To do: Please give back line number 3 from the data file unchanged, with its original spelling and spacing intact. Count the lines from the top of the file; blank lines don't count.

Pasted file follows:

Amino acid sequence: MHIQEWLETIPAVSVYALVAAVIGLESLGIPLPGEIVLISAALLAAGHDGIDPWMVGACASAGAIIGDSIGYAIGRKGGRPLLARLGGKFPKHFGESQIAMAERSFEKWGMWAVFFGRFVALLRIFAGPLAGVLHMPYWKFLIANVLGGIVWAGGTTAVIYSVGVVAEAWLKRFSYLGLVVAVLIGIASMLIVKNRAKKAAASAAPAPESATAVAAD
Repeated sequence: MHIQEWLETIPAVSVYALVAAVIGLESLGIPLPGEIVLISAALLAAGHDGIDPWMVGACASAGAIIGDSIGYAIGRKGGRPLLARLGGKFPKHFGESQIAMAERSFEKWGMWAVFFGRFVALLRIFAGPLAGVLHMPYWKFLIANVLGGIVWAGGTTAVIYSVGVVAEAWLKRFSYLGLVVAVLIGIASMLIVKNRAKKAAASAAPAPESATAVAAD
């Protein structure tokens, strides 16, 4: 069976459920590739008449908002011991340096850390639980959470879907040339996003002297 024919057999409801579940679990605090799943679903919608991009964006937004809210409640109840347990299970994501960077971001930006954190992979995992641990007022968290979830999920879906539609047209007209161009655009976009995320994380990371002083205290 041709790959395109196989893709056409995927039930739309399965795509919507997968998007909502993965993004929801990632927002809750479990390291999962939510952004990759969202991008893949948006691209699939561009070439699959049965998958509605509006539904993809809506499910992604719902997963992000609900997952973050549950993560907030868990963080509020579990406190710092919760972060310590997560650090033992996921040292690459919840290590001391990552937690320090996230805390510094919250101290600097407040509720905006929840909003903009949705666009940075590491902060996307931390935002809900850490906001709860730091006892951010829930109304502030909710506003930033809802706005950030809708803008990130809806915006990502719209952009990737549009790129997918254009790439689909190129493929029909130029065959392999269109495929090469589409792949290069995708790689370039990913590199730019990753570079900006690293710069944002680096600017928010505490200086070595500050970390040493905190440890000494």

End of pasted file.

């Protein structure tokens, strides 16, 4: 069976459920590739008449908002011991340096850390639980959470879907040339996003002297 024919057999409801579940679990605090799943679903919608991009964006937004809210409640109840347990299970994501960077971001930006954190992979995992641990007022968290979830999920879906539609047209007209161009655009976009995320994380990371002083205290 041709790959395109196989893709056409995927039930739309399965795509919507997968998007909502993965993004929801990632927002809750479990390291999962939510952004990759969202991008893949948006691209699939561009070439699959049965998958509605509006539904993809809506499910992604719902997963992000609900997952973050549950993560907030868990963080509020579990406190710092919760972060310590997560650090033992996921040292690459919840290590001391990552937690320090996230805390510094919250101290600097407040509720905006929840909003903009949705666009940075590491902060996307931390935002809900850490906001709860730091006892951010829930109304502030909710506003930033809802706005950030809708803008990130809806915006990502719209952009990737549009790129997918254009790439689909190129493929029909130029065959392999269109495929090469589409792949290069995708790689370039990913590199730019990753570079900006690293710069944002680096600017928010505490200086070595500050970390040493905190440890000494």